The government need to make more of an effort to fight crimes.
Crime can be countable or uncountable, and as with other nouns that behave like this, the uncountable form has a more general meaning and the countable more specific.
Another way to look at this is to notice that fight and crime (without ‘s’) collocate strongly: Continue reading
Population is indeed growing, but after 2050 it will likely to decline slightly.
Another collocation problem. Use one of the following instead and never mind why. Just do it.
- Population is indeed growing, but after 2050 it is likely to decline slightly.
- Population is indeed growing, but after 2050 it will most likely decline slightly.
And make sure you complete the structure with a verb:
- s.th. / s.o. + is likely to + V1
- s.th. / s.o. will most likely + V1
The principle of the social services is that people have rights to live happily and without discrimination.
I know, I know. You mention more than one right. Normally your teacher would be yelling at you to add an ‘s’. But this is a vocabulary/collocation issue.
- The principle of the social services is that people have the right to live happily and without discrimination.
You can think of it as a phrasal verb (Indonesians will be translating berhak untuk..). Sometimes it’s have the right to + V1. Sometimes have a right to + V1.
Try googling “have the right to” and then “have rights to”. Which is more common? Which is the meaning that you want?
People in the 14-17 group of age were most affected by the changes.
I know, this seems to make sense, and your meaning is clear, but if you want a high score for vocabulary you need to use better collocation inside your noun phrases:
- People in the 14-17 age group were most affected by the changes.
The following are all possible. Unfortunately you just have to memorise them. Try to use them as soon as possible in your writing practice and soon they will become automatic.
- a person who is 49 years of age
- a person who is 49 years old
- a person who is 49
- a 49 year-old person
- a 49 year-old
More often in IELTS, ‘person’ is plural (= ‘people’), and so these noun phrases are also possible:
- 49 year-olds
- 49 year-old people
- people in the 50-60 age group
- people aged between 50 and 60
- people aged 50-60
- people (who are) 50-60 years old
Of course we could be more specific about ‘person’ or ‘people’:
- A 49 year-old English teacher
- English teachers in the 49-59 age group
Passive smoking brings negative impact for people who do not smoke.
This is a collocation problem for Indonesians translating “..membawa dampak negatif untuk..”
In English the collocation is:
- Passive smoking has a negative impact on people who do not smoke.
Note! s.th./s.o. has + an impact + on + s.th./s.o.
Using the correct collocation will have a very positive impact on your IELTS score for vocabulary in both speaking and writing!
You can listen to a song featuring ‘impact’ here.
The growth of cashless payments has raised the debatable issue whether this payment method is part of the problem or part of the solution.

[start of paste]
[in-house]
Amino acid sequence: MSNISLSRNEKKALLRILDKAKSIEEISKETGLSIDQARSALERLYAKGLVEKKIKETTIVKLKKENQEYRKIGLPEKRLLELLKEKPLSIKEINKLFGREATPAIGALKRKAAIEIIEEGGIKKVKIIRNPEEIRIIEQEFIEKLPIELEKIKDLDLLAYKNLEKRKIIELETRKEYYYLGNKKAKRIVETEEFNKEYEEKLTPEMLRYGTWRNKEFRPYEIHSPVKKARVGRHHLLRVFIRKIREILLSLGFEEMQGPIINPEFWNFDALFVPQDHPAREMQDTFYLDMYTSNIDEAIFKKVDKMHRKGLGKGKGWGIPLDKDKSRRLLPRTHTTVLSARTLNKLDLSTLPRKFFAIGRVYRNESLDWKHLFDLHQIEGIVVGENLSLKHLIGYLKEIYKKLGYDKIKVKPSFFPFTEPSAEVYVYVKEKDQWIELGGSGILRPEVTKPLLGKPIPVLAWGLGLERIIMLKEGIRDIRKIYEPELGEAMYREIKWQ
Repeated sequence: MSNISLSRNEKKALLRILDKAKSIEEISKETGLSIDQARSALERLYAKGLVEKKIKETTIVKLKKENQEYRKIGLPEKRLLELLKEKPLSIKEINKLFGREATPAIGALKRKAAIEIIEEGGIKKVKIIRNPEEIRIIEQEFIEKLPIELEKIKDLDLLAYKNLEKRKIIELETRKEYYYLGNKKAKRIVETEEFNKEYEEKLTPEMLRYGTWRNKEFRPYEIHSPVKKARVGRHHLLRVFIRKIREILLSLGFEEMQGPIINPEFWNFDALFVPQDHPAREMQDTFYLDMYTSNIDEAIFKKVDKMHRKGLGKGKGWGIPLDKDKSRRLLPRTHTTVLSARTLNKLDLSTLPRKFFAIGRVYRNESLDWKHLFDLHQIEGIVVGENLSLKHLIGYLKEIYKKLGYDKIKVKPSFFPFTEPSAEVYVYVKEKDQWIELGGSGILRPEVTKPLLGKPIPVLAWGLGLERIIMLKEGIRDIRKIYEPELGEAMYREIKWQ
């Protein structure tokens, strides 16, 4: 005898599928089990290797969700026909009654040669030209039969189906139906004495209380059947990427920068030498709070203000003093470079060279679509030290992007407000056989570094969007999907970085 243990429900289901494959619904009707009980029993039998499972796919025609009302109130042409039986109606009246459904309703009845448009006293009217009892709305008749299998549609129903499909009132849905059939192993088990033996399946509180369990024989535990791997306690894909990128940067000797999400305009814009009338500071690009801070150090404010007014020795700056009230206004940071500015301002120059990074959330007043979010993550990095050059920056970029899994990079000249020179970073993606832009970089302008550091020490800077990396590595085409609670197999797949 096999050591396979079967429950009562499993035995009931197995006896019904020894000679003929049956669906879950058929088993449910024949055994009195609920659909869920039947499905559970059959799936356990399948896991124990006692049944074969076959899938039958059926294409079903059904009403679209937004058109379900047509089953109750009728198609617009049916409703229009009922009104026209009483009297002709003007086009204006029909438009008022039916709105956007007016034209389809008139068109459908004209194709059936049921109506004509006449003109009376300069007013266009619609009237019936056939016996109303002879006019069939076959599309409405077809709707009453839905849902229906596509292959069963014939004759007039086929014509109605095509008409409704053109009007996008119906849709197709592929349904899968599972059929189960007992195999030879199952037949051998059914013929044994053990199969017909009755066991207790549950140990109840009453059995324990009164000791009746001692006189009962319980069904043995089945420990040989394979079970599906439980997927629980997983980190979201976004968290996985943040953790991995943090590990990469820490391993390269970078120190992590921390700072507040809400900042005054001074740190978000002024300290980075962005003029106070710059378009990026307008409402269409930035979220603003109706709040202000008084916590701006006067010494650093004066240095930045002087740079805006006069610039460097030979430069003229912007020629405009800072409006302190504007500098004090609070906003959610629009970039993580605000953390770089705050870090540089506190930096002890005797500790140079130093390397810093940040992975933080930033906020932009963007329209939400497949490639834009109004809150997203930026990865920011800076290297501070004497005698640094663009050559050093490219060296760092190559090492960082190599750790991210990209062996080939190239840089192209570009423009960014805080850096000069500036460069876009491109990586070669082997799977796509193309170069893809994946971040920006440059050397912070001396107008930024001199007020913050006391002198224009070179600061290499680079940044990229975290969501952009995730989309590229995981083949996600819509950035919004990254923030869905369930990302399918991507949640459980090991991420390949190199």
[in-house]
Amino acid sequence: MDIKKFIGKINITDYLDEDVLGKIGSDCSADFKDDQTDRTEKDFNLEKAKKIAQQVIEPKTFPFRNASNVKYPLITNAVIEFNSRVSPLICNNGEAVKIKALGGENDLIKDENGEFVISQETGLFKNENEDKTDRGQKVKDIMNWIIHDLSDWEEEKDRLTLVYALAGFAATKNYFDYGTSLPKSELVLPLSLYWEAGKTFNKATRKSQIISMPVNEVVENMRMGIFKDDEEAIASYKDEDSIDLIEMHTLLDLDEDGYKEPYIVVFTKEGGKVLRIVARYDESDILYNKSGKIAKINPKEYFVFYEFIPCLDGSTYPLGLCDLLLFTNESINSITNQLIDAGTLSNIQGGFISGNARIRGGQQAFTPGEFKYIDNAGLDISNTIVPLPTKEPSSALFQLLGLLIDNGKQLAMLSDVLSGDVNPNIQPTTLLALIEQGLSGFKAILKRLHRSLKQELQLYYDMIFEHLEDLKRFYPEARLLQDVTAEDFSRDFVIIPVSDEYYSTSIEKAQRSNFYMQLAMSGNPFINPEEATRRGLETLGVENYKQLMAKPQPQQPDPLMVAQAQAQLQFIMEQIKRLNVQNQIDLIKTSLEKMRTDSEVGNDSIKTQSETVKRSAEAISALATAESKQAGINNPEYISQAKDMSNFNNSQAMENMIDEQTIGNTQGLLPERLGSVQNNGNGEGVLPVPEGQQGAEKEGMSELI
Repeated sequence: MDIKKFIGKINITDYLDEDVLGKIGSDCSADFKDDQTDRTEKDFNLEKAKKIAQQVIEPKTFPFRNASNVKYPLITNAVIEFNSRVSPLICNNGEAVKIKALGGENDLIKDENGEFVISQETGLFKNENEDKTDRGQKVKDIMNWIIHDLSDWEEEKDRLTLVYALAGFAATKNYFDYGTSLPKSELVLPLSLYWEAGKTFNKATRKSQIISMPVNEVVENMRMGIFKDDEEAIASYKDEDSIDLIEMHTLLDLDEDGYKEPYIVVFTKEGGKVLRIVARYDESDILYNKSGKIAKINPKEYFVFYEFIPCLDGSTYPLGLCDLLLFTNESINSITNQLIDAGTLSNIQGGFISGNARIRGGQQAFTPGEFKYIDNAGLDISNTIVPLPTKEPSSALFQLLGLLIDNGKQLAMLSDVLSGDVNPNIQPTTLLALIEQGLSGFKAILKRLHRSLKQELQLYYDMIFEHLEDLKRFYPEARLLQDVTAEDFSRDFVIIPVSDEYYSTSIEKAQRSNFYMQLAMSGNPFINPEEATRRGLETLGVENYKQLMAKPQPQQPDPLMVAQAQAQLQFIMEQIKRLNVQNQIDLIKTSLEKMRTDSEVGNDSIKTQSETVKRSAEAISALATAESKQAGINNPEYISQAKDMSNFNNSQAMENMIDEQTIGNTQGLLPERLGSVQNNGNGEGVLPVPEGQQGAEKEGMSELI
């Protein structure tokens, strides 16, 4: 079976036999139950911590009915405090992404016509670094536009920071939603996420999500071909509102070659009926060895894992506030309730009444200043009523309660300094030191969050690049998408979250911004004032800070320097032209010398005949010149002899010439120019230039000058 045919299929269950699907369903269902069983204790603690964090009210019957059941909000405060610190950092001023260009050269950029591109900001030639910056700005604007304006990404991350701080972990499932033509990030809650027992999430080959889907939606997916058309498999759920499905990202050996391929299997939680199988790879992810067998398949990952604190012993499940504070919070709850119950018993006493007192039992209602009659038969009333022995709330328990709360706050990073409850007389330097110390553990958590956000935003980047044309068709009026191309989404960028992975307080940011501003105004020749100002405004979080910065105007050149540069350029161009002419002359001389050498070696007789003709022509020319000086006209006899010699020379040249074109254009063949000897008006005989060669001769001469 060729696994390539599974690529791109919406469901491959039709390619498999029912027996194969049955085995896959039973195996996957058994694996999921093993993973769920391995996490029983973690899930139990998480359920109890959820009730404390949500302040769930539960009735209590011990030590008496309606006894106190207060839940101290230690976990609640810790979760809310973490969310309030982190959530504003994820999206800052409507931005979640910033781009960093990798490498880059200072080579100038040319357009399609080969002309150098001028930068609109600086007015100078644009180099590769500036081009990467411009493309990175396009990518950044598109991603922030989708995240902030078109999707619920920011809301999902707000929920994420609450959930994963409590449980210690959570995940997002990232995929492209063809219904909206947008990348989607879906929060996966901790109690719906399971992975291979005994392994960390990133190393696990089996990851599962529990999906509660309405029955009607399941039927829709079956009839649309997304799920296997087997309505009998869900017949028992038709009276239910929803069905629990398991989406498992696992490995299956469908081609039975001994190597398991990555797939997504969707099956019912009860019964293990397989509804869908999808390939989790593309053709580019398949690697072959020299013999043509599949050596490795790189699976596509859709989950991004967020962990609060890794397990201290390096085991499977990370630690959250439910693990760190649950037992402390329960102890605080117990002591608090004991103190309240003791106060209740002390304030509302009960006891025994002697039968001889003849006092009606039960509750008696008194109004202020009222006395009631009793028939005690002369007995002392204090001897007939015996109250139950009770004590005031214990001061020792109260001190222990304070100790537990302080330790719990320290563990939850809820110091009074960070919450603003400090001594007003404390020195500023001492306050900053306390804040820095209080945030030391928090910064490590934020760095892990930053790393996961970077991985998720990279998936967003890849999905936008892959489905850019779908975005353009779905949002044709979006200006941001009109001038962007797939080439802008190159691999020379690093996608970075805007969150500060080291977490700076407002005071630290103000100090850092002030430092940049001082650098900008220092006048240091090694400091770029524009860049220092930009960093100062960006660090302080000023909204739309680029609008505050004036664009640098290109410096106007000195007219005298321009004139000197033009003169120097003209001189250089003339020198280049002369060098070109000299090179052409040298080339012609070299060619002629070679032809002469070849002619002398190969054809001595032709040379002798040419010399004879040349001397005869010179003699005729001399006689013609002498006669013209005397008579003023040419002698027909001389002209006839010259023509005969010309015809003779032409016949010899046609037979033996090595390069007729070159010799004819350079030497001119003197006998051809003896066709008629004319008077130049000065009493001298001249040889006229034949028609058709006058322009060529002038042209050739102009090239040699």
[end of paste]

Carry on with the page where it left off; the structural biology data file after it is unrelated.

One problem here is that the issue is the growth of cashless payments, while one aspect of the issue is whether or not it is useful. Another problem is that an issue is normally raised by someone.
It would be better to begin with someone raising the issue, and then focus on a specific aspect of the issue:
- In a recent meeting the prime minister raised the issue of the growth of cashless payments. We discussed whether this payment method is part of the problem or part of the solution.
Note this structure: raise the issue + of + [name of issue]
Alternatively you might avoid doing any raising of issues and stick to more standard cause / effect:
- The growth of cashless payments has caused much debate about whether this payment method is part of the problem or part of the solution.
Whatever you decide, note that in English raise collocates strongly with issue. Otherwise it goes together with things like ‘your hand’, ‘the Titanic’ and other items that need to be lifted from a lower position to a higher position. If this is not the meaning of raise that you are trying to communicate then your IELTS score for writing and speaking may go down, rather like the Titanic!
In addition to smoking, excessive drinking also can cause illness.
Actually the meaning is clear, it’s just not good collocation. Don’t write also can, write can also instead:
- In addition to smoking, excessive drinking can also cause illness.
Indonesians.. Are you translating directly again?! 😉
It is important to consider the negative effects for the sake of our young generation.
We like ‘for the sake of’, but not ‘our young generation’. It’s grammatically correct but doesn’t feel right. Therefore we probably have a collocation problem.
How about this:
- It is important to consider the negative effects for the sake of future generations.
When you think about it, future generations all start out young, and we would hope that there will be more than one future generation. In academic writing it is also better to avoid personal pronouns, even possessives (‘our’). We therefore recommend the phrase for the sake of future generations.
Because of the recent increase in fuel prices, the price of food is more expensive than before.
This is obviously a direct translation of harganya lebih mahal!
This is really a collocation problem. The IELTS examiner will understand what you mean, but you will not receive a good score for vocabulary. A product or service can be expensive, but the price of the product or service is either high or low. Continue reading
In Australia I will need a lot of budget because I have to buy many things.
First of all budget is countable, and since you’ve written ‘a lot of’, then there should be an ‘s’ on budget. But there’s another problem. Budget has 2 meanings that are potentially useful in this situation: Continue reading